Education in Somalia
Somalia’s education sector is divided between three administrations: the Ministry of Education and Higher Education (MoEHE) of Puntland; the Ministry of Education and Higher Education (MoEHE) of Somaliland; and the Ministry of Education of the Federal Government of Somalia based in Central South Somalia.
In Central South Somalia more than three quarters of public schools that existed before the civil war have been destroyed and/or closed and state intervention in the education sector has been limited. Some Somali intellectuals established privately owned educational institutions known as ‘Education Umbrellas’.
In Puntland and Somaliland relative peace and security has enabled the establishment of administrative and private institutions, which guarantee basic public services and facilitate enterprise-building. In Puntland the education budget increased to 7 per cent (2014) of the Government budget.
While the Gross Enrolment Rate (GER) in Somaliland and Puntland has shown little growth, it grew in Central South Somalia from 22 per cent in 2006/7 to 38 per cent five years later.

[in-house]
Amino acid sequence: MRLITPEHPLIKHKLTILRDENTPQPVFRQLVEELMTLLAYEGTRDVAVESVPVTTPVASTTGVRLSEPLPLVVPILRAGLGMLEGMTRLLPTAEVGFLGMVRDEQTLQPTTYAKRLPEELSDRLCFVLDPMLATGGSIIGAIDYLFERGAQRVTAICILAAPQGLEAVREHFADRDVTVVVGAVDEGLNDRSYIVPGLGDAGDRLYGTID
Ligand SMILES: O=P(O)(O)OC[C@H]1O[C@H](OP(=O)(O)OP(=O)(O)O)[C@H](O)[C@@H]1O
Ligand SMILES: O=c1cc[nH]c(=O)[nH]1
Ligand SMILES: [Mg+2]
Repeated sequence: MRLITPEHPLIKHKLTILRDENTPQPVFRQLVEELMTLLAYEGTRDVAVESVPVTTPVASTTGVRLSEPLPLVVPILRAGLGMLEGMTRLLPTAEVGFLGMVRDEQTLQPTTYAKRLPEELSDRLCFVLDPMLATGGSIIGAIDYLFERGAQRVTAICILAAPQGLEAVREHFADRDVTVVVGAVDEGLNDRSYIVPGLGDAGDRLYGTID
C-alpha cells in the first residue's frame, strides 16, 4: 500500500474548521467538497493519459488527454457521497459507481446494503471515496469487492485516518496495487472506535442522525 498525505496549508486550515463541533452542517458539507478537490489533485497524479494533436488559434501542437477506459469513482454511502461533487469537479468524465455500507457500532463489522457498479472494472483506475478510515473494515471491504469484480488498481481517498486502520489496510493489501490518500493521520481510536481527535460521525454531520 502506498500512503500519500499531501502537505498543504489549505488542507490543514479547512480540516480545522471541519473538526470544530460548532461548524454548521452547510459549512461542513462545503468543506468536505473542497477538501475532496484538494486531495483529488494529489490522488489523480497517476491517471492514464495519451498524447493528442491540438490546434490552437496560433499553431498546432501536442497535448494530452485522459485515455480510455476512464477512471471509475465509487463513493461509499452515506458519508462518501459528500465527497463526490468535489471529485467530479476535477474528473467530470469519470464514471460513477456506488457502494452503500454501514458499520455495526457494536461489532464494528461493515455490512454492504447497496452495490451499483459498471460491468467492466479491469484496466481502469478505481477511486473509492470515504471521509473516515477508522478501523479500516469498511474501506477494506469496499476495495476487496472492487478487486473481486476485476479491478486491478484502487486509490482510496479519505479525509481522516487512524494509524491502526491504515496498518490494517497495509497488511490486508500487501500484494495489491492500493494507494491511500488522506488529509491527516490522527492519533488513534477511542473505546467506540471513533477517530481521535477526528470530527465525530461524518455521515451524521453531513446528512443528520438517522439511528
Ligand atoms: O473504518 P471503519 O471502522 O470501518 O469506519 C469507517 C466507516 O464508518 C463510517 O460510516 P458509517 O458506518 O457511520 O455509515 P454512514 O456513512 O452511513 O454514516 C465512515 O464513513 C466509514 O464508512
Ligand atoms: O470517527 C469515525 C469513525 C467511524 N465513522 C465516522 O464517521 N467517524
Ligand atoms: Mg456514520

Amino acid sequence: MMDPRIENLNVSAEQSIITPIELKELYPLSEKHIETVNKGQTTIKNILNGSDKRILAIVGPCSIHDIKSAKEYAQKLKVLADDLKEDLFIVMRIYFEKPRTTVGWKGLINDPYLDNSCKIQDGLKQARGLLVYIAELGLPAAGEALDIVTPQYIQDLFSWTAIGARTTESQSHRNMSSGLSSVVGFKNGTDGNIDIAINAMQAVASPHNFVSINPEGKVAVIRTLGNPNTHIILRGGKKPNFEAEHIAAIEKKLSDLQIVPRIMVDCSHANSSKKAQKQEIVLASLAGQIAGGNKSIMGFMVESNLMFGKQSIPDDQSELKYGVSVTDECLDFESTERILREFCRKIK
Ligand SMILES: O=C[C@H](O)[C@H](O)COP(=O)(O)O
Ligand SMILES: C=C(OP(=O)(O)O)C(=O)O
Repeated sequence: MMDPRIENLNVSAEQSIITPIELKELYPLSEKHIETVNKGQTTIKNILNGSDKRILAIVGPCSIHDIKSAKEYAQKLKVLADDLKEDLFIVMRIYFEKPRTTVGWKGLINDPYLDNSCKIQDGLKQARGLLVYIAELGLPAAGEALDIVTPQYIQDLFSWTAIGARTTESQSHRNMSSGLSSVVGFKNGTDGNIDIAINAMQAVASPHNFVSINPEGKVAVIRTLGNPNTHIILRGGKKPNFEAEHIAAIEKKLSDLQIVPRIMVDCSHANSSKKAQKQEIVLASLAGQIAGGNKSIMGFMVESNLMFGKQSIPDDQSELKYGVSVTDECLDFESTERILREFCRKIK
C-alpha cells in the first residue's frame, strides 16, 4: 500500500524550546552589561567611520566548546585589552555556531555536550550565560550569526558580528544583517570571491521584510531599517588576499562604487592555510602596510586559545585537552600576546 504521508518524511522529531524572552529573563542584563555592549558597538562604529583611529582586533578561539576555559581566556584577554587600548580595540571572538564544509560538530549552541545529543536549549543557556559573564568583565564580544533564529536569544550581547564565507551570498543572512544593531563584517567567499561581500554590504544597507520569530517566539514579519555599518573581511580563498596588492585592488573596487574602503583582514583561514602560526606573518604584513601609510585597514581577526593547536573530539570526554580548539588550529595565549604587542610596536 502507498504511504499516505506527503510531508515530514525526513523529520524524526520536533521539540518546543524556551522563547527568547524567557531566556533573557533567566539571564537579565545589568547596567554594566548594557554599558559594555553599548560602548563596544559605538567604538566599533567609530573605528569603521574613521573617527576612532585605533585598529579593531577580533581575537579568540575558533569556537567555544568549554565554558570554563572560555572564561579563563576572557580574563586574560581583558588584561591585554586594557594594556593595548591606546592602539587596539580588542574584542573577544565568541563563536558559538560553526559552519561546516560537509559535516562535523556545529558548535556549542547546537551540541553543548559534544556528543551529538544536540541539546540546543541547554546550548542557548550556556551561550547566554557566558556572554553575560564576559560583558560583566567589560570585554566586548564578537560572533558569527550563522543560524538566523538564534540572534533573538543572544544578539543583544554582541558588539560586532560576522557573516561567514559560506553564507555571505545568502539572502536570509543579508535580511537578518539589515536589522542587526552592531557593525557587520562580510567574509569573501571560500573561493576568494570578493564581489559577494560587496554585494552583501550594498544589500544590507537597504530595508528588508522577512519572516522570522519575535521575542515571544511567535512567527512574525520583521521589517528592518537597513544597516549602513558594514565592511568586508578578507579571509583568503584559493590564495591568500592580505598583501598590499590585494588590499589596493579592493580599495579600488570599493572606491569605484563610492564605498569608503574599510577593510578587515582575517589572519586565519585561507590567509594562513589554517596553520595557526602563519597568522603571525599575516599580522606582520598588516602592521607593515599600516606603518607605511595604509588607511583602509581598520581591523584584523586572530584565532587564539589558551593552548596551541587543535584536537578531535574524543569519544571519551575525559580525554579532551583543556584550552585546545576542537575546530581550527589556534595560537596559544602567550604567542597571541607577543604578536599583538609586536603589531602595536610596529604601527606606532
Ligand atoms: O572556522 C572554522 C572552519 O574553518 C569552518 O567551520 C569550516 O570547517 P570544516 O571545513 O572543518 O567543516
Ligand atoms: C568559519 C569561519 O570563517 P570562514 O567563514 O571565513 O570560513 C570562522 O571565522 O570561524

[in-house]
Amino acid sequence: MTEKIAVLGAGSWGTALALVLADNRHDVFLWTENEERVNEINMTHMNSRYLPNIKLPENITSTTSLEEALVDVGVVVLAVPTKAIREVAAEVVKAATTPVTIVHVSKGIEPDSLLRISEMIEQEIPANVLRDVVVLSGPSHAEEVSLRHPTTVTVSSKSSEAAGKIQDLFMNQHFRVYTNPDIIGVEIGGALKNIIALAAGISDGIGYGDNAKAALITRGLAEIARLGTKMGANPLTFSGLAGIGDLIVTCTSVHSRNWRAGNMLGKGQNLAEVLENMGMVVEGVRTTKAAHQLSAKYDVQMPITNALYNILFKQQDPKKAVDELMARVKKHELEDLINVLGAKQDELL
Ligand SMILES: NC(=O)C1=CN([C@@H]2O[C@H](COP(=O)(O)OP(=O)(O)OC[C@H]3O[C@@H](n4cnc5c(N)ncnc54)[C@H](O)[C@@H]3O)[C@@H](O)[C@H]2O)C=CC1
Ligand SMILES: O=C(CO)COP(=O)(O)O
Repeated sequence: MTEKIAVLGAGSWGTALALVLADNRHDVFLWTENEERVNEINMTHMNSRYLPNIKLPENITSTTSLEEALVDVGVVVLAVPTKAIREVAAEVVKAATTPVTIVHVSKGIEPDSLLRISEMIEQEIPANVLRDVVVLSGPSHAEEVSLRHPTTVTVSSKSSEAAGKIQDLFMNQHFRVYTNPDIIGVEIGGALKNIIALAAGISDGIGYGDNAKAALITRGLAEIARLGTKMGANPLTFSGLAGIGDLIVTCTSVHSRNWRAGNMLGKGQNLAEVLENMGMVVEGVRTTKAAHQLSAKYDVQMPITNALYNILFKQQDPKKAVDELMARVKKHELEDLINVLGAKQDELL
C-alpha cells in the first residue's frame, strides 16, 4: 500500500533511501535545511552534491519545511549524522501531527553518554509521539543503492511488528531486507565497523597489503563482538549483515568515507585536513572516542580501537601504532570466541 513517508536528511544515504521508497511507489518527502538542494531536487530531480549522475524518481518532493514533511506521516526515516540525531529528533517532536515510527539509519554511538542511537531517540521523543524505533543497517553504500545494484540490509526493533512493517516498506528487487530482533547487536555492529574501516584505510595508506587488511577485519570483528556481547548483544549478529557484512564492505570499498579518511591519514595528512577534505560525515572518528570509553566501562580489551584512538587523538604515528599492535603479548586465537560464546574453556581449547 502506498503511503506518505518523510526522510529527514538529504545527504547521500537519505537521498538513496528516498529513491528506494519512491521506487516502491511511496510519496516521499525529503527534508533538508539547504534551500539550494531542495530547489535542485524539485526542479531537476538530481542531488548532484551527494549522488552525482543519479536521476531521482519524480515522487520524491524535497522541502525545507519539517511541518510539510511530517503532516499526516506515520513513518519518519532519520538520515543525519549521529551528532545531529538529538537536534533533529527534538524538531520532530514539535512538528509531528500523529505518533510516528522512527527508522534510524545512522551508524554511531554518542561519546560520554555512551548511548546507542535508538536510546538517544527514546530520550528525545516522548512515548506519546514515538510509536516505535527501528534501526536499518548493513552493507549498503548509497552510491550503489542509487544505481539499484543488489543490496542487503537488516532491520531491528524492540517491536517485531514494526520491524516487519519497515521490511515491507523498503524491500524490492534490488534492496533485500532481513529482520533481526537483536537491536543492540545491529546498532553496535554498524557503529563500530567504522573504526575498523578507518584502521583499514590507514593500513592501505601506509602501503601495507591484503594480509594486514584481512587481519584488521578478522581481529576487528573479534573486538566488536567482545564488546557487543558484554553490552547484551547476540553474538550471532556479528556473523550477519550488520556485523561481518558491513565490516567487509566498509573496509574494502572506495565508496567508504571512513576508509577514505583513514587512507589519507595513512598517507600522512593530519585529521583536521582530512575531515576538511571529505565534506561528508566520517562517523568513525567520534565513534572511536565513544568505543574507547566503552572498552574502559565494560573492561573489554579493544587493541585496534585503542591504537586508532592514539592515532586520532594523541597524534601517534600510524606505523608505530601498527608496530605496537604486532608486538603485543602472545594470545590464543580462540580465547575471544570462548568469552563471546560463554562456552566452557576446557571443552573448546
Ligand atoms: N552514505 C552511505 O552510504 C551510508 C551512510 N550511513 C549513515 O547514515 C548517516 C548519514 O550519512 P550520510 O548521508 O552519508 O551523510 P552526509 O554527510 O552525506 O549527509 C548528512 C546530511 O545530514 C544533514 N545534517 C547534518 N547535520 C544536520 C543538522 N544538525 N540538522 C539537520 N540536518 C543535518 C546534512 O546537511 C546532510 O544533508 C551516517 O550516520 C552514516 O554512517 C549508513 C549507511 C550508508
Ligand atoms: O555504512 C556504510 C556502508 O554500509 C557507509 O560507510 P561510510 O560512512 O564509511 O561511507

The percentage of secondary school-aged children who are attending school more than tripled from 2006 – 2011 in Puntland (from 9 – 32) and also tripled in Somaliland.
Nearly half of the population are rural and nomadic communities which are often denied their right to quality and equitable basic education. Formal schooling for children aged 6-17 years has been taken up by just 22 per cent of pastoralist children, with enrolment slightly higher among boys than girls.
The average primary Pupil-Teacher Ratio (PTR) in Somalia is 33:1 but this fails to reflect the enormous disparities across the regions. The percentage of certified teachers is still very low at 48 and 15 in Somaliland and Puntland, respectively. most of whom are male. In 2012/13, female teachers comprised 13 per cent of all.
Proxy data for assessing the survival rate to grade four shows that less tan half of those who enrolled in Grade 1 in 2006 successfully progressed to Grade 5 . Literacy rates, especially among young women are particularly low. In Somaliland and Puntland only 44 per cent and 37 per cent of young women were found to be literate.